John Bommarito used to think he didn’t need a college degree to move up in his field. A music industry entrepreneur, Bommarito, a 35-year-old Livonia, Mich., resident, has been a music buyer, a store manager and a disc jockey at clubs and small radio stations. But the music turned sour when he tried to find a higher management job without a bachelor’s degree.
“I figured, well, I’ve got 15 years of solid work history, I’ve been a head buyer, I’ve run my own company, I should be able to find a job,” he said.
But he searched frustratingly for six months, getting no offers except for jobs in record stores as a glorified stock clerk.
Instead of raging against the system, he realized that going back to school for a degree “was the only thing I could do.”
Nothing comes closer as a means to increase lifetime earnings than getting more education. Economists agree that the case for more education is overwhelming.
College graduates older than 25 earn more than twice as much each week as high school drop-outs _ $896 vs. $360, nearly twice as much as those who stopped with a high school diploma, $506 a week, and comfortably more than those with some college but no degree, $598 a week, all according to the U.S. Bureau of Labor Statistics.
Moreover, college graduates have experienced growth in inflation-adjusted earnings since 1979. In contrast, high school dropouts have seen their real earnings decline.
Michael Connors, a building rehabilitation specialist with Macomb County, Mich., government, will finish his bachelor’s degree in business communication within the year. He might stay with the county or look elsewhere. But, either way, he expects his degree to pay off.
“Financially, it’ll open up an opportunity to obtain a better job with better pay,” said Connors, 27, of St. Clair Shores, Mich. “It’s a tool that enables you to open other doors.”
And pay isn’t all of it, either. Want greater job stability? High school dropouts are suffering nearly 9 percent unemployment right now; for college graduates, the figure is just slightly over 3 percent.
Alison Wolf, a British writer and author of a new book “Does Education Matter?” puts it neatly: “Pick a highly educated and a poorly educated person at random and you can almost guarantee that the first will be earning more than the second.”
She added, “The more educated you are, the more likely you are to enjoy stable, long-term employment.”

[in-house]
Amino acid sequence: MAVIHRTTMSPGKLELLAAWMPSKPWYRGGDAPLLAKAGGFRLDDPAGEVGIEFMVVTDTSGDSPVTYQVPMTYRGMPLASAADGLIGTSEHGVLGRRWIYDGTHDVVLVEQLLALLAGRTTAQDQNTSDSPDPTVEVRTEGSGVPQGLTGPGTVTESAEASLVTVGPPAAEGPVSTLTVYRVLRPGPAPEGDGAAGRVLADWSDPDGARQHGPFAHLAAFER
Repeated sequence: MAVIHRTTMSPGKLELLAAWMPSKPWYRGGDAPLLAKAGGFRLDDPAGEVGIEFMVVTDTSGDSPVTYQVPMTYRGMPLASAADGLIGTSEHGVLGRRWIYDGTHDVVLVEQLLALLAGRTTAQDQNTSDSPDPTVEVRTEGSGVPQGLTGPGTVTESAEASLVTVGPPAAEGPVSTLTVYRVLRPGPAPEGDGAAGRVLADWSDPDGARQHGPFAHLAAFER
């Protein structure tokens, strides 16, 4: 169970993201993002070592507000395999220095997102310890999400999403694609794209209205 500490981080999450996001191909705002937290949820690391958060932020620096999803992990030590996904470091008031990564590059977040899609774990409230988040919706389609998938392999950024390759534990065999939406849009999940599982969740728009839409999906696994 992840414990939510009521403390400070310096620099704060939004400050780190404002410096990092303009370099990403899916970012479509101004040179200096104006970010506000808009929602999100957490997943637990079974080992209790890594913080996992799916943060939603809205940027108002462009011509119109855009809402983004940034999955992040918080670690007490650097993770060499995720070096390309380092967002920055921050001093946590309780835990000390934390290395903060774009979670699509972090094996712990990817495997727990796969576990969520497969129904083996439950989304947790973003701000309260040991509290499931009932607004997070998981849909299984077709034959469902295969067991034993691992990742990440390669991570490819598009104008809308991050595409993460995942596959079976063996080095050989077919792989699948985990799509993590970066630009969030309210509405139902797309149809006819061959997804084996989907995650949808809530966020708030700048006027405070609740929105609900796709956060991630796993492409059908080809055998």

Bommarito attends classes at University of Michigan-Dearborn, studying toward a business degree.
He jokes about standing out as “the old guy with the little balding patch and the gray hair and the beard.” But he also realizes that his degree will be able to get him what he wants.
“Earnings is somewhat important, but more important to me is going to a company that I’m going to enjoy working for,” he said, “coming home from work and telling my wife, `I had a good day today.’ I’d like to be able to say that once.
“I haven’t been able to say that in so long.”
So bountiful are the lifetime benefits of more education that they’re worth going to some trouble to get.
But it’s not easy. Keep in mind that midcareer workers who go back to school often need to juggle children and classwork, as well as come up with tuition and fees that could run into tens of thousands of dollars.
Frank Floyd, a machine tool designer in Shelby Township, Mich., grew up in Alabama and got mainly technical training in the Navy and, later, on the job. Now 40, Floyd is going back to school at Oakland Community College for an associate’s degree while holding down a full-time job.
With hopes of getting a bachelor’s degree next, he figures he’s looking at 10 years of school and work.
“It’s quite challenging, to say the least,” Floyd said. “It isn’t always convenient. It’s just something to be committed to and do it.”
Few experts doubt that the trouble is worth it.
“In the long run, if you want to have higher income, you’ve got to get more education,” said Ed Lotterman, a St. Paul, Minn.-based economist and writer. “It’s hard to do in the short term, but the deck is just stacked against you if you don’t have more than a high school degree.”